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Is Innovation the Most Abused Word In Business? 287

Posted by samzenpus
from the give-it-a-name dept.
dcblogs writes "Most of what is called innovation today is mere distraction, according to a paper by economist Robert Gordon, written for the National Bureau of Economic Research. Real innovations involve things like the combustion engine or air conditioning, not the smartphone. The paper includes thought experiments to help you gain more respect for genuine innovations such as indoor plumbing. The Financial Times has posted the complete 25-page paper.(pdf)"
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Is Innovation the Most Abused Word In Business?

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  • by HungryHobo (1314109) on Thursday August 30, 2012 @05:39AM (#41176385)

    An innovation can be as small as a neat new way of handling some user interaction which nobody has done before or a heuristic which solves a hard problem but at the same time people from buisness or management backgrounds or courses do set an insanely low bar for what they consider "innovation".

    If you were to believe buisness grads then "innovation" includes their "ideas" along the lines of "a website like *only better*" or "that thing which everyone is already doing but which I think is my neat new idea"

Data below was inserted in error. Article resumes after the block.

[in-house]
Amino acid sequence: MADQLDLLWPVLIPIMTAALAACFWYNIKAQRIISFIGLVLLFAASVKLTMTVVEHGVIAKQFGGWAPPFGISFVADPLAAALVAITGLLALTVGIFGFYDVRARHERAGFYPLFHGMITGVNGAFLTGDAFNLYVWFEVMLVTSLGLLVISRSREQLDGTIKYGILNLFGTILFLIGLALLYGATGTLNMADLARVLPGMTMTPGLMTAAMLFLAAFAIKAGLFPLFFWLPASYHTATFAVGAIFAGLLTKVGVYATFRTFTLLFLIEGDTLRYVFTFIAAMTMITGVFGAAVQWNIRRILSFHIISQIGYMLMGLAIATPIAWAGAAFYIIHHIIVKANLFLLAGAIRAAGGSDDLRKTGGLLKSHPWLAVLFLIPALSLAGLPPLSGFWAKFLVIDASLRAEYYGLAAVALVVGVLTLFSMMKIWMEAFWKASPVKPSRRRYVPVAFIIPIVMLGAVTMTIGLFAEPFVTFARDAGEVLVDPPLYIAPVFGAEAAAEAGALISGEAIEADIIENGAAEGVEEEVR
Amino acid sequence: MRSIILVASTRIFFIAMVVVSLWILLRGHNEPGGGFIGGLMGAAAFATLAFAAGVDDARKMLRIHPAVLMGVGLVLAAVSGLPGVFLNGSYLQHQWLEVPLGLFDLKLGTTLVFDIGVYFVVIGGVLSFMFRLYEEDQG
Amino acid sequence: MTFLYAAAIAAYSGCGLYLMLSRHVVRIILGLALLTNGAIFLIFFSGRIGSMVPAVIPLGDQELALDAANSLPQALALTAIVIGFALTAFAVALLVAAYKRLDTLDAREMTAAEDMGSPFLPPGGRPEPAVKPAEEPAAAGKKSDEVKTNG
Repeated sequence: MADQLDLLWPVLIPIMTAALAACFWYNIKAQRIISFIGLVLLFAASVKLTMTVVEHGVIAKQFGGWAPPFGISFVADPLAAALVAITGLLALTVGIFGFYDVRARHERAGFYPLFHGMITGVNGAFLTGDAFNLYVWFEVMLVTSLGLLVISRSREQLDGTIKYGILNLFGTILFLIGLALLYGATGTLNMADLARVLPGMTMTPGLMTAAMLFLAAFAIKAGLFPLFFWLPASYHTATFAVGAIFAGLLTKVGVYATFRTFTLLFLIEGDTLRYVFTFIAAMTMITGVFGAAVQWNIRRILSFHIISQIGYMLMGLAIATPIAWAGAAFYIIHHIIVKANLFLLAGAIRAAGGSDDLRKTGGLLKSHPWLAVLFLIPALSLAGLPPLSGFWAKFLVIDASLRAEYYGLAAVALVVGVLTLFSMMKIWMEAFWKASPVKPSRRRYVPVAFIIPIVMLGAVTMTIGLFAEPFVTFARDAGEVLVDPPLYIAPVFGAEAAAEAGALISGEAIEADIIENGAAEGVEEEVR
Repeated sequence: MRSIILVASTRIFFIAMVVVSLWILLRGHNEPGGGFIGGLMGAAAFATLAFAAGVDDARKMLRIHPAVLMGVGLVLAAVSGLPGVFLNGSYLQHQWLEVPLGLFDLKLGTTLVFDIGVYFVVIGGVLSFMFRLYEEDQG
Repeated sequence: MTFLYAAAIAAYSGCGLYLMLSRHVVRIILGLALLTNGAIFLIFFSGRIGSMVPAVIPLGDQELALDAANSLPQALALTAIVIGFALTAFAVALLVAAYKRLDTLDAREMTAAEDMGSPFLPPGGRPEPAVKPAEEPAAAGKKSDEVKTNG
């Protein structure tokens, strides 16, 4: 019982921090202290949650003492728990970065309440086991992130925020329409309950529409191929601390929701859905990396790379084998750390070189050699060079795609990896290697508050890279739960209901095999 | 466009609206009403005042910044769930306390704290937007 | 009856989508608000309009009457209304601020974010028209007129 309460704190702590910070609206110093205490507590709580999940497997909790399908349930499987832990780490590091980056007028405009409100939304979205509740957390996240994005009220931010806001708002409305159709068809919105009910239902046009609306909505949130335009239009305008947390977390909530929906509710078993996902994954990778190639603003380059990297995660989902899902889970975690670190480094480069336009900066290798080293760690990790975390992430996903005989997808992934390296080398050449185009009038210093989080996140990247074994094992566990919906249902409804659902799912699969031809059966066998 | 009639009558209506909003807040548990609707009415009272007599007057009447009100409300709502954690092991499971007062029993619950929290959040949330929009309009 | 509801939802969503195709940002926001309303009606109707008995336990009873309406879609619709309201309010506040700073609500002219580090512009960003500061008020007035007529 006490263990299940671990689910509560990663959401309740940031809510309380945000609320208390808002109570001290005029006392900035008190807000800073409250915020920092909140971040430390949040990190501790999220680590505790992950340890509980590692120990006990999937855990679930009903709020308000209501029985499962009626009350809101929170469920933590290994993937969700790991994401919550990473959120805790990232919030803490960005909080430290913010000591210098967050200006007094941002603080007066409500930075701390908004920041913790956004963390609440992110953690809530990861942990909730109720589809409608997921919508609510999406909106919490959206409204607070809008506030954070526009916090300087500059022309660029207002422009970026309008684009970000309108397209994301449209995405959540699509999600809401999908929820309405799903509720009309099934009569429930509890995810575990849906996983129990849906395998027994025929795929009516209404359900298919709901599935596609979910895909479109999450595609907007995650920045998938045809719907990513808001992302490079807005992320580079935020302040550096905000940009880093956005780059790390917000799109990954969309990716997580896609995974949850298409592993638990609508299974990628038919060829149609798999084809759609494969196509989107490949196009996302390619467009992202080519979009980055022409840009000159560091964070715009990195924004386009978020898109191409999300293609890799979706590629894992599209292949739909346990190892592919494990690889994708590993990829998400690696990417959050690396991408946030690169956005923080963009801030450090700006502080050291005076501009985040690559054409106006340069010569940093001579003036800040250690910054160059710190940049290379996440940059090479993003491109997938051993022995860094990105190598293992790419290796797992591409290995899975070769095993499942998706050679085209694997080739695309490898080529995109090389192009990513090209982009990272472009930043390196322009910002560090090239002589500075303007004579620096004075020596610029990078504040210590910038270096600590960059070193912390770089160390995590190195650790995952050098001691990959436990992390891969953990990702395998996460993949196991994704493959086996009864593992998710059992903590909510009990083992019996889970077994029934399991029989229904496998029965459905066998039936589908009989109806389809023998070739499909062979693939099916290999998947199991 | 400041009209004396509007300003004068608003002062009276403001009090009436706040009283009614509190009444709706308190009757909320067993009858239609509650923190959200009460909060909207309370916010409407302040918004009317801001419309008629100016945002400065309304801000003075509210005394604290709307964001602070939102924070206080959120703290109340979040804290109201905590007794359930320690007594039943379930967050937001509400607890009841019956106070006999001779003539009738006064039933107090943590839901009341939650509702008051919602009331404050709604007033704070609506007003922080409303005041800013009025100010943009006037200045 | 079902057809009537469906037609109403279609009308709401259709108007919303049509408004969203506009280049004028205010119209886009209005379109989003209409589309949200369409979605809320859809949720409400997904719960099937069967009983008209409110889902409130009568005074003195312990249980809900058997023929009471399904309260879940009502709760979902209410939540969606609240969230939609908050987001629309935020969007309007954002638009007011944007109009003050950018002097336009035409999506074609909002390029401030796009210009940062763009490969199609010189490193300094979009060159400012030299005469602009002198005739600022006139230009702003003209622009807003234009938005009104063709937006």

• by Stormthirst (66538) on Thursday August 30, 2012 @05:47AM (#41176401)

    I agree - there's a difference between innovation and incremental improvements.

  • by Hazel Bergeron (2015538) on Thursday August 30, 2012 @05:57AM (#41176433) Journal

    It's those damn civil service exams. They've turned from testing wit to confirming robotic obeisance to a particular worldview.

  • No (Score:4, Insightful)

    by Ganty (1223066) on Thursday August 30, 2012 @06:00AM (#41176439)

    It's 'Syngergy', along with maybe 'Wellness'.

    And why are salesmen now called 'Sales Executives'?

    ARRGGHHHH!!

  • Patent Troll 101 (Score:5, Insightful)

    by some old guy (674482) on Thursday August 30, 2012 @06:06AM (#41176465)

    "Innovation" is a favorite term of patent trolls and other technovultures to describe nebulous ideas as patentable products that are nothing more than vaporware.

    Of course, the list of engineering carrion-feeders is long and distinguished. You can be a Fortune 100 company and still be a patent troll from the standpoint of registering ethereal brain-farts as IP.

  • Re:No (Score:3, Insightful)

    by Anonymous Coward on Thursday August 30, 2012 @06:07AM (#41176469)

    My salesman pet peeve is in the financial industry. Calling salemen "Financial Advisors" kills me. The only advice they're going to give you is how to steer you into financial products that increases their book the most - like vairable annuities.